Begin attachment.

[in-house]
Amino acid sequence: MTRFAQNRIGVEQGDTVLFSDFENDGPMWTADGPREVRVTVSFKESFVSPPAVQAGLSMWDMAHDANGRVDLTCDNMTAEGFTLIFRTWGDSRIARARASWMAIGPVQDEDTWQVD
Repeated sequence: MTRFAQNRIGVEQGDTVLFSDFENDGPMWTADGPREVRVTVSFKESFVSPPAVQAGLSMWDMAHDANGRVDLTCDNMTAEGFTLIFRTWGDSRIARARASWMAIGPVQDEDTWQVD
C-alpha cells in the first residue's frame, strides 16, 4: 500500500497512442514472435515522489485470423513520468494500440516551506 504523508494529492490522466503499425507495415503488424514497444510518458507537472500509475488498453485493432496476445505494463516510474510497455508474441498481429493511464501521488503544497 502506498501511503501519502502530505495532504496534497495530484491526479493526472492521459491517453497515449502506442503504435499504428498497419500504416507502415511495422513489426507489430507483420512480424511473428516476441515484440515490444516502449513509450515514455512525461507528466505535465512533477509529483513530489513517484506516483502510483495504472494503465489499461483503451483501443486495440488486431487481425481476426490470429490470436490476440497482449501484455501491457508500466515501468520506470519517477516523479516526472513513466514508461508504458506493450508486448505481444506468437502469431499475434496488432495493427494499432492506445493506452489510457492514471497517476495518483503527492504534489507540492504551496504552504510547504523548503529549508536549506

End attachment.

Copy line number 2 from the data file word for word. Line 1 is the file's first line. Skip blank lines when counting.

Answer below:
Amino acid sequence: MTRFAQNRIGVEQGDTVLFSDFENDGPMWTADGPREVRVTVSFKESFVSPPAVQAGLSMWDMAHDANGRVDLTCDNMTAEGFTLIFRTWGDSRIARARASWMAIGPVQDEDTWQVD